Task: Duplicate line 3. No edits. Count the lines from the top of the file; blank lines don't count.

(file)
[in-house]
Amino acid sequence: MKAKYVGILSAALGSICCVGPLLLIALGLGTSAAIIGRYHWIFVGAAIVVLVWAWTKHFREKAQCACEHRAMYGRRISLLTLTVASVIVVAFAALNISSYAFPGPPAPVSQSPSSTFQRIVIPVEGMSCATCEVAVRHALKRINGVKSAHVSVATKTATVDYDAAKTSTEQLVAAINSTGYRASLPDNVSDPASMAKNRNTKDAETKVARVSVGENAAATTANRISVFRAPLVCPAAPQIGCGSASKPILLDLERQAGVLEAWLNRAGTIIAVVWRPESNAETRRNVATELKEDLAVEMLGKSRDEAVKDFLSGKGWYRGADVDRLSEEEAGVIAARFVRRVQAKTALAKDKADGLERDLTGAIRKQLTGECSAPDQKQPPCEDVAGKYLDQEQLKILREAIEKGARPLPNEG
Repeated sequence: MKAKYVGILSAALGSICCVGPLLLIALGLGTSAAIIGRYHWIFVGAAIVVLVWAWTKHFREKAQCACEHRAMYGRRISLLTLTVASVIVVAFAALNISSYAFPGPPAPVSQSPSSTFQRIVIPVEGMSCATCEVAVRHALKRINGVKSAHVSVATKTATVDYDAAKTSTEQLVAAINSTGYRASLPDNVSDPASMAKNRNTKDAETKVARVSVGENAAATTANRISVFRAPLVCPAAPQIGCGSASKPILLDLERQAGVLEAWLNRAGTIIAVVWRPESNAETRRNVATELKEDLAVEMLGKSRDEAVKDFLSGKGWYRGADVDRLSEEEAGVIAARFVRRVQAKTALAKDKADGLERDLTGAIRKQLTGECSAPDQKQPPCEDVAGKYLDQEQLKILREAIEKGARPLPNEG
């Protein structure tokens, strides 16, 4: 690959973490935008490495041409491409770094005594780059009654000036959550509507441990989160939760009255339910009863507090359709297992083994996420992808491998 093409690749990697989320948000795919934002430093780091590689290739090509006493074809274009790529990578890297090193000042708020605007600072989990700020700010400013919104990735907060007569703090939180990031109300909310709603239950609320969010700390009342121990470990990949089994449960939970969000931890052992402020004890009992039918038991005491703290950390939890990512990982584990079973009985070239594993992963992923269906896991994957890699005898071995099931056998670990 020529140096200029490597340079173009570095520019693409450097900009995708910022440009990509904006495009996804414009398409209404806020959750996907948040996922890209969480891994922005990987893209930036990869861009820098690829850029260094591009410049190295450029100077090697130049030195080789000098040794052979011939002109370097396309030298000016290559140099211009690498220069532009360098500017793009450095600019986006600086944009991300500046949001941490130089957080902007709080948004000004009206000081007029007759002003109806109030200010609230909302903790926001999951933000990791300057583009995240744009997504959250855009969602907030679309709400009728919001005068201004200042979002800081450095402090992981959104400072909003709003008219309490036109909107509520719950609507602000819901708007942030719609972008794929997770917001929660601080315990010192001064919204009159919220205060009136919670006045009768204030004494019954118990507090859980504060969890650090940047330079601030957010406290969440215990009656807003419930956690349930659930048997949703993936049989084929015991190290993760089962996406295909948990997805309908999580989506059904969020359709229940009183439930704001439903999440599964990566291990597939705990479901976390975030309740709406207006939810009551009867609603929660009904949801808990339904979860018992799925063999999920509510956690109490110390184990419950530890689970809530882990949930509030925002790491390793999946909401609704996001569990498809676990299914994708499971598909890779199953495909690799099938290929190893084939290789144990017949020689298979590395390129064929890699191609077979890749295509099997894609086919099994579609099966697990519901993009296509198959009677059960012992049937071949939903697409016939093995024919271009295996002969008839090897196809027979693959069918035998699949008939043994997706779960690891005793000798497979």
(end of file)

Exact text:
Repeated sequence: MKAKYVGILSAALGSICCVGPLLLIALGLGTSAAIIGRYHWIFVGAAIVVLVWAWTKHFREKAQCACEHRAMYGRRISLLTLTVASVIVVAFAALNISSYAFPGPPAPVSQSPSSTFQRIVIPVEGMSCATCEVAVRHALKRINGVKSAHVSVATKTATVDYDAAKTSTEQLVAAINSTGYRASLPDNVSDPASMAKNRNTKDAETKVARVSVGENAAATTANRISVFRAPLVCPAAPQIGCGSASKPILLDLERQAGVLEAWLNRAGTIIAVVWRPESNAETRRNVATELKEDLAVEMLGKSRDEAVKDFLSGKGWYRGADVDRLSEEEAGVIAARFVRRVQAKTALAKDKADGLERDLTGAIRKQLTGECSAPDQKQPPCEDVAGKYLDQEQLKILREAIEKGARPLPNEG